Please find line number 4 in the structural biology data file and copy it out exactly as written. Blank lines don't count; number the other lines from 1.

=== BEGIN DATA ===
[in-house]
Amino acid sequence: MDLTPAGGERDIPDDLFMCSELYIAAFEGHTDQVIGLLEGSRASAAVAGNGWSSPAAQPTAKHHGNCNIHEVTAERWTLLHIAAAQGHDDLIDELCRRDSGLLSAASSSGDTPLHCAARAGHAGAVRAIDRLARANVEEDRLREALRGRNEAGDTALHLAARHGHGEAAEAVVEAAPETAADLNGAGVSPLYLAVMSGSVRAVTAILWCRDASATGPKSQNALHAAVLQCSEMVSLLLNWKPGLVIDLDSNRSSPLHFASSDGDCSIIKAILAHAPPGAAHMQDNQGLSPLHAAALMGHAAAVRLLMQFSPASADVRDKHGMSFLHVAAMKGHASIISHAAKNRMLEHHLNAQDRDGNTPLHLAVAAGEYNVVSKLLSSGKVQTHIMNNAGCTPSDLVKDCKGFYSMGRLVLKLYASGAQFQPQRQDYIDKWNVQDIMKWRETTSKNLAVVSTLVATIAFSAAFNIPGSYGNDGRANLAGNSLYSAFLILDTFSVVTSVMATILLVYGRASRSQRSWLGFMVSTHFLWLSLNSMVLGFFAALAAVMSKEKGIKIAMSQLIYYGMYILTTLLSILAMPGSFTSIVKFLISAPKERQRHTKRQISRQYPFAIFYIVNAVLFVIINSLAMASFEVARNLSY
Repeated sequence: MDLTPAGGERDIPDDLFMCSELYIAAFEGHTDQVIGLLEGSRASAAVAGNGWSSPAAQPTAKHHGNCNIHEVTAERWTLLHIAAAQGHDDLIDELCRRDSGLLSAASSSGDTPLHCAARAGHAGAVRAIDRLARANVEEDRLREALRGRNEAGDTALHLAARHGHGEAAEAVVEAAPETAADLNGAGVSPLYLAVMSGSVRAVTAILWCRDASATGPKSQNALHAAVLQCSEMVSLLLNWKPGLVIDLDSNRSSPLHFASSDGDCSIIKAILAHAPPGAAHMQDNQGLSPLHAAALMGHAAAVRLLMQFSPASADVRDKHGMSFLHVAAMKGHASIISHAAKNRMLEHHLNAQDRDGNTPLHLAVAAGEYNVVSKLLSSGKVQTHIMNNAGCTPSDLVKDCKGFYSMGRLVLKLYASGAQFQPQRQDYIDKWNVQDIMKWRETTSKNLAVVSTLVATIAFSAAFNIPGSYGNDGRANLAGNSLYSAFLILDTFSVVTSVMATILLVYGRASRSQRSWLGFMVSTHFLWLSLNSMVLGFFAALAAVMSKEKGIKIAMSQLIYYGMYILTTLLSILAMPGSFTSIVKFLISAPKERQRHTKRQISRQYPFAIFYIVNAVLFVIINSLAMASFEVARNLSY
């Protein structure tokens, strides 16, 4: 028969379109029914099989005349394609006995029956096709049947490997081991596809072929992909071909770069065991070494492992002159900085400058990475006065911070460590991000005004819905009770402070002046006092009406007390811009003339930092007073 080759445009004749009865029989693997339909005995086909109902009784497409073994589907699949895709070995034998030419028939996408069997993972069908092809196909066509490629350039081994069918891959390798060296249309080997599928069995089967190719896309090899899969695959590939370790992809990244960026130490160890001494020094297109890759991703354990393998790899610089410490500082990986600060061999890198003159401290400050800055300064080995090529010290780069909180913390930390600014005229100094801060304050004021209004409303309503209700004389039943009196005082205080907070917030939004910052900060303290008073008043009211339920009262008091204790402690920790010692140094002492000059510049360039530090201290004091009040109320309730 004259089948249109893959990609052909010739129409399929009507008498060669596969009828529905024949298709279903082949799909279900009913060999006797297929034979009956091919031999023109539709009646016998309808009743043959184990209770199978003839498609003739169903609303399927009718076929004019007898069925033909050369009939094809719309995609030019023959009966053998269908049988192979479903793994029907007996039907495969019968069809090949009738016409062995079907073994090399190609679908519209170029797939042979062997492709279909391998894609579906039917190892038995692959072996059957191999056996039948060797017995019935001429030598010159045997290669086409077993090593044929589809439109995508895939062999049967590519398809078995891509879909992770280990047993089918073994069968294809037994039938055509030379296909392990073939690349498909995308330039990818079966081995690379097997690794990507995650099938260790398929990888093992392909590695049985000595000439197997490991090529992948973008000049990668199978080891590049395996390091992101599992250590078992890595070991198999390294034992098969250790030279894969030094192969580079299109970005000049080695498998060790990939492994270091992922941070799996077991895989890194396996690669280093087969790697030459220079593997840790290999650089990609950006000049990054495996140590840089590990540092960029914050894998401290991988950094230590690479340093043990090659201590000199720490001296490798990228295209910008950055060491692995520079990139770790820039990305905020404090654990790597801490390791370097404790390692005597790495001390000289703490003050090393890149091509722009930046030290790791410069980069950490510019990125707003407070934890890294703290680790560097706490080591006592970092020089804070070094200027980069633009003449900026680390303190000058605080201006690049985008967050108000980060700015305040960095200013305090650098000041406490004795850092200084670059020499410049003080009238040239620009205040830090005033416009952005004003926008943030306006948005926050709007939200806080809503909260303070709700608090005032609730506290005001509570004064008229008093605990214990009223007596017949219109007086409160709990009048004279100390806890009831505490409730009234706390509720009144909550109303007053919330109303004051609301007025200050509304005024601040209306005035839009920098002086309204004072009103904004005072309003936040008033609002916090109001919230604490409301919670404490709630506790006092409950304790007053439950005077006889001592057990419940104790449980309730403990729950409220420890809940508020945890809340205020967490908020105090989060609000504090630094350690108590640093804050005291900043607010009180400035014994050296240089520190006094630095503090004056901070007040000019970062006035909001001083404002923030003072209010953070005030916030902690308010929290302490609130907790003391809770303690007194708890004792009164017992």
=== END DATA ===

């Protein structure tokens, strides 16, 4: 028969379109029914099989005349394609006995029956096709049947490997081991596809072929992909071909770069065991070494492992002159900085400058990475006065911070460590991000005004819905009770402070002046006092009406007390811009003339930092007073 080759445009004749009865029989693997339909005995086909109902009784497409073994589907699949895709070995034998030419028939996408069997993972069908092809196909066509490629350039081994069918891959390798060296249309080997599928069995089967190719896309090899899969695959590939370790992809990244960026130490160890001494020094297109890759991703354990393998790899610089410490500082990986600060061999890198003159401290400050800055300064080995090529010290780069909180913390930390600014005229100094801060304050004021209004409303309503209700004389039943009196005082205080907070917030939004910052900060303290008073008043009211339920009262008091204790402690920790010692140094002492000059510049360039530090201290004091009040109320309730 004259089948249109893959990609052909010739129409399929009507008498060669596969009828529905024949298709279903082949799909279900009913060999006797297929034979009956091919031999023109539709009646016998309808009743043959184990209770199978003839498609003739169903609303399927009718076929004019007898069925033909050369009939094809719309995609030019023959009966053998269908049988192979479903793994029907007996039907495969019968069809090949009738016409062995079907073994090399190609679908519209170029797939042979062997492709279909391998894609579906039917190892038995692959072996059957191999056996039948060797017995019935001429030598010159045997290669086409077993090593044929589809439109995508895939062999049967590519398809078995891509879909992770280990047993089918073994069968294809037994039938055509030379296909392990073939690349498909995308330039990818079966081995690379097997690794990507995650099938260790398929990888093992392909590695049985000595000439197997490991090529992948973008000049990668199978080891590049395996390091992101599992250590078992890595070991198999390294034992098969250790030279894969030094192969580079299109970005000049080695498998060790990939492994270091992922941070799996077991895989890194396996690669280093087969790697030459220079593997840790290999650089990609950006000049990054495996140590840089590990540092960029914050894998401290991988950094230590690479340093043990090659201590000199720490001296490798990228295209910008950055060491692995520079990139770790820039990305905020404090654990790597801490390791370097404790390692005597790495001390000289703490003050090393890149091509722009930046030290790791410069980069950490510019990125707003407070934890890294703290680790560097706490080591006592970092020089804070070094200027980069633009003449900026680390303190000058605080201006690049985008967050108000980060700015305040960095200013305090650098000041406490004795850092200084670059020499410049003080009238040239620009205040830090005033416009952005004003926008943030306006948005926050709007939200806080809503909260303070709700608090005032609730506290005001509570004064008229008093605990214990009223007596017949219109007086409160709990009048004279100390806890009831505490409730009234706390509720009144909550109303007053919330109303004051609301007025200050509304005024601040209306005035839009920098002086309204004072009103904004005072309003936040008033609002916090109001919230604490409301919670404490709630506790006092409950304790007053439950005077006889001592057990419940104790449980309730403990729950409220420890809940508020945890809340205020967490908020105090989060609000504090630094350690108590640093804050005291900043607010009180400035014994050296240089520190006094630095503090004056901070007040000019970062006035909001001083404002923030003072209010953070005030916030902690308010929290302490609130907790003391809770303690007194708890004792009164017992």